Watson Institute for International and Public Affairs

Meltem Toksoz ─ On Late Ottoman History Writing: Is There a New Kind?

Wednesday, April 9, 2014

12 p.m.

McKinney Conference Room

Register for lunch by emailing CMES@Brown.edu.

Middle East Studies Luncheon Seminar with Meltem Toksoz, associate director of history, and director of Center for Asian Studies, Bogacizi University.

Ottoman “narrative sources” such as chronicles and historiography — not to mention biographies, fiction, diaries and political essays — have been neglected, perhaps with the exception of fifteenth-century sources, for a long time in favor of archival sources and first cadastres under the influence of the “Annales” school and the works of Ö.L. Barkan, then judicial archives as well as other document series. When used, Ottoman historical writing from any age has served as primary source. However, during the last twenty years, grosso modo, there has been a turn of attention towards Ottoman narrative sources. In the same period, a tremendous production of transcriptions and scholarly editions have appeared, especially in Turkey.

In addition, the existing scholarship has already established a powerful motif of transformation in late Ottoman history writing toward the standards of objective and documented historicism. In other words, late Ottoman historiography has been discussed as a refashioning along European lines within the context of the Tanzimat era. Similarly, this late Ottoman historicism has been viewed as the result of mere translation, which in turn pointed to an understanding of Ottoman modernization only as a linear development of positivistic Westernization, without any input of its own.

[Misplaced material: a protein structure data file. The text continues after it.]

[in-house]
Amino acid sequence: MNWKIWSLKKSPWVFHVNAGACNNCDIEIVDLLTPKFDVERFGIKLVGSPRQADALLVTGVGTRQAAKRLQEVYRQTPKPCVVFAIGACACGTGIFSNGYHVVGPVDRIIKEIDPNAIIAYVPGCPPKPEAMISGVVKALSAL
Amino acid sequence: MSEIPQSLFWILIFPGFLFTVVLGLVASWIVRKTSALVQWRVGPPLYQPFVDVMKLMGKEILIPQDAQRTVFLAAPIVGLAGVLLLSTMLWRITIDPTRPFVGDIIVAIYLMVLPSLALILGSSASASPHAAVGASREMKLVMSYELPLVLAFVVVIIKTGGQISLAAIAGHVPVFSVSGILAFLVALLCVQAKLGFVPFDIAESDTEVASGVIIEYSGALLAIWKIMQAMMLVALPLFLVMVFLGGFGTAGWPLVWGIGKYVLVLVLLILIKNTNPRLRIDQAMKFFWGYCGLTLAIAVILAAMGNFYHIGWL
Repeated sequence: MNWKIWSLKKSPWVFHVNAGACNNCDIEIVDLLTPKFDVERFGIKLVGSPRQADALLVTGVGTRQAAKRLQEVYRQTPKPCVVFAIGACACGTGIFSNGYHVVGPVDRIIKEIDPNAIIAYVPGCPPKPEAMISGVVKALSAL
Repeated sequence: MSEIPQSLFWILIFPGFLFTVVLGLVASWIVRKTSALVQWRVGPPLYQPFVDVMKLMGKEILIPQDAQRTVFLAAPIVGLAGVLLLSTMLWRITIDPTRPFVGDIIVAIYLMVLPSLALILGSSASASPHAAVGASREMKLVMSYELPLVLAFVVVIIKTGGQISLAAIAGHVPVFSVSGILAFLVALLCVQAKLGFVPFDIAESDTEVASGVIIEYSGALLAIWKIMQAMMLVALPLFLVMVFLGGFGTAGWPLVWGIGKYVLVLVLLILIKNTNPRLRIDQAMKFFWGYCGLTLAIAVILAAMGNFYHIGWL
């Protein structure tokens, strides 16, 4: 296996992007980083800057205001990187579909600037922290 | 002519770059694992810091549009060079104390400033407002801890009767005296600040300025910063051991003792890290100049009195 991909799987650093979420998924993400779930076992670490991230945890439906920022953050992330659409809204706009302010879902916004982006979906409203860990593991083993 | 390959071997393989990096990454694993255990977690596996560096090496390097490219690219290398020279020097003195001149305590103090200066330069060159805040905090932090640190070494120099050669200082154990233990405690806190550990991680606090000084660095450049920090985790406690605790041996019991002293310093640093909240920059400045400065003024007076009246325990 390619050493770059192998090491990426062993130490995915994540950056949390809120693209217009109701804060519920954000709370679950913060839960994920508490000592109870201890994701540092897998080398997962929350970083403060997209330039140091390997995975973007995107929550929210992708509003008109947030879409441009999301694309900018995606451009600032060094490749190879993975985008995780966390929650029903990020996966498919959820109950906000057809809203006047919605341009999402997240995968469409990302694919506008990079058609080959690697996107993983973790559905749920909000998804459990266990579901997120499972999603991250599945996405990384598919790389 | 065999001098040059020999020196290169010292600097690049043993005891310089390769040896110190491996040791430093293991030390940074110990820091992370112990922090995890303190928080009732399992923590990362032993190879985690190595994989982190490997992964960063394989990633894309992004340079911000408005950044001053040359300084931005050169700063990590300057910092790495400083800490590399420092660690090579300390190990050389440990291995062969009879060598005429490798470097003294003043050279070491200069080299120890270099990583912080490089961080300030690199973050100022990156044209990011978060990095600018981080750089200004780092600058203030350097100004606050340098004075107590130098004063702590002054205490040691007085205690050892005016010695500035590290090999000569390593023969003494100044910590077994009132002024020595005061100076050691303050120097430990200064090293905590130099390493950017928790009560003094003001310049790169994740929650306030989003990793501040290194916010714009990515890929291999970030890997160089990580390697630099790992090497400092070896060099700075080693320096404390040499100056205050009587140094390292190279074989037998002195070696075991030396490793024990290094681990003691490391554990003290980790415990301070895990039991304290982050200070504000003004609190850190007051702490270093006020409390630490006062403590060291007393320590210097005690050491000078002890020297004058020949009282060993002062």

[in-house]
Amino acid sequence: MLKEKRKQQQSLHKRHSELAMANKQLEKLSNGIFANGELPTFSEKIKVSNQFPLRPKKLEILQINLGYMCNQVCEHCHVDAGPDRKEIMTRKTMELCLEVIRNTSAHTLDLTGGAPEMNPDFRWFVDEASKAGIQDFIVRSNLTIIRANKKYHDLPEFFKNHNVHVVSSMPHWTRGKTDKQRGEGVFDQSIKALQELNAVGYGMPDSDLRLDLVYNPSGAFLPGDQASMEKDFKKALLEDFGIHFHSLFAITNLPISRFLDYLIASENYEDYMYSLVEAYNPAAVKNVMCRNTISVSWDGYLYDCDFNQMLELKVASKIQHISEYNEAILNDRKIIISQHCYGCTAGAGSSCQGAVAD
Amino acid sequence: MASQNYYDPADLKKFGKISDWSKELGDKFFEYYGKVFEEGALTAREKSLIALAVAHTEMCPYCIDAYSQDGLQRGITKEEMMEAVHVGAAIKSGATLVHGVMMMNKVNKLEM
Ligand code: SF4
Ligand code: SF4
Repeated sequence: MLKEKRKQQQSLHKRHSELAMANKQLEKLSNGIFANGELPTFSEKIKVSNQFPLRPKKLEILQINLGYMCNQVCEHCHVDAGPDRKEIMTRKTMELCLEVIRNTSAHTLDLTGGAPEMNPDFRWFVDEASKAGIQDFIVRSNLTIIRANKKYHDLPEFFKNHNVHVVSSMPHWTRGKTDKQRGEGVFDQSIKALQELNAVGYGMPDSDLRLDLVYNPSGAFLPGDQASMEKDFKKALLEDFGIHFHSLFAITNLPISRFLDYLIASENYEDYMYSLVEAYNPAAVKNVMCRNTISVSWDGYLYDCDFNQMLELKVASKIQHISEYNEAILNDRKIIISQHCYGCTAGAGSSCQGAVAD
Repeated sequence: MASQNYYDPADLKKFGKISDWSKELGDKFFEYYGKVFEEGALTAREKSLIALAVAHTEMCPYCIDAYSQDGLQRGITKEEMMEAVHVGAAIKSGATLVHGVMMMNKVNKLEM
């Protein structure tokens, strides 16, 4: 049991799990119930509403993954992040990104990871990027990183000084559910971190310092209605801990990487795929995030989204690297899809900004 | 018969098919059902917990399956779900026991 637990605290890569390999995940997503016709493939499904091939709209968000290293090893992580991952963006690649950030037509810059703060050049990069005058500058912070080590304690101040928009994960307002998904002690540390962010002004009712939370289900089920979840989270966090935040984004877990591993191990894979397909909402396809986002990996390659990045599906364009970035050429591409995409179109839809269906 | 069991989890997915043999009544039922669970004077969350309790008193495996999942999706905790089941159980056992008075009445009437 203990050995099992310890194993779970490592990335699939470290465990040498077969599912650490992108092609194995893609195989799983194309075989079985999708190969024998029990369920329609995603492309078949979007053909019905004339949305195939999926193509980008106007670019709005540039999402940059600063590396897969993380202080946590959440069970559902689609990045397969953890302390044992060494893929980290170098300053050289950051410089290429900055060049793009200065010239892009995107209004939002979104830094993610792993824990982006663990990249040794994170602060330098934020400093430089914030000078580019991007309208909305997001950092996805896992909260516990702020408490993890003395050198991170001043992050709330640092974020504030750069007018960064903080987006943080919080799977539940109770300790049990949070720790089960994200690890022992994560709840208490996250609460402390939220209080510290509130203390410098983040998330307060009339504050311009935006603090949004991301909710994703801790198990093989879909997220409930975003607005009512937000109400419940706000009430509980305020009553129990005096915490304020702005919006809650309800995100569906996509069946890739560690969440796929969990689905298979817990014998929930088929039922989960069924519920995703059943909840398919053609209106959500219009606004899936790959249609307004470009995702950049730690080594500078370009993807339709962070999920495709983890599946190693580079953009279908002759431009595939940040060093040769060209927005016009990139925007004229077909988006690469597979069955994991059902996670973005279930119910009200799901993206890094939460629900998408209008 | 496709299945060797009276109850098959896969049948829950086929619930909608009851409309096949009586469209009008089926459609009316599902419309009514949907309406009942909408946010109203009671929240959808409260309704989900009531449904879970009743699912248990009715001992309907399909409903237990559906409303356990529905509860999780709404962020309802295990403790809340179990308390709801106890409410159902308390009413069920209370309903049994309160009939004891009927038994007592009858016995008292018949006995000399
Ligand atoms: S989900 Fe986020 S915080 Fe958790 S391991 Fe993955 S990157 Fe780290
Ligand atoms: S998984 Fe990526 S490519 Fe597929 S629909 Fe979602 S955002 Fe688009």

In her research, Toksoz attempts to contextualize history writings in the late empire as narratives in their own right and she analyzes the ways in which they defined the study of the past. She will pay particular attention to the world of universal history texts as part of an analysis of the much complicated intellectual, historiographical and educational legacy of the last era of the Ottoman Empire in a combined framework. Indeed, historical works produced outside chronicle writing allow us to study a variety of practices and forms of historical knowledge, particularly after the opening of higher education institutions in the Ottoman Empire. One of these histoires universelles, that of Mehmed Murad written in the 1870s in 6 volumes (Tarih-i Umumi) was used as a textbook in the Mekteb-i Mülkiye, while those penned by Ahmed Midhat were first published as newspaper series. Meltem Toksoz believes such universal histories embody what she will -for now- call a new genre that simultaneously embodies Ottomanism, historicism and public education; signaling perhaps, a multiplicity of Ottoman historical/intellectual/academic genres.

Middle East Studies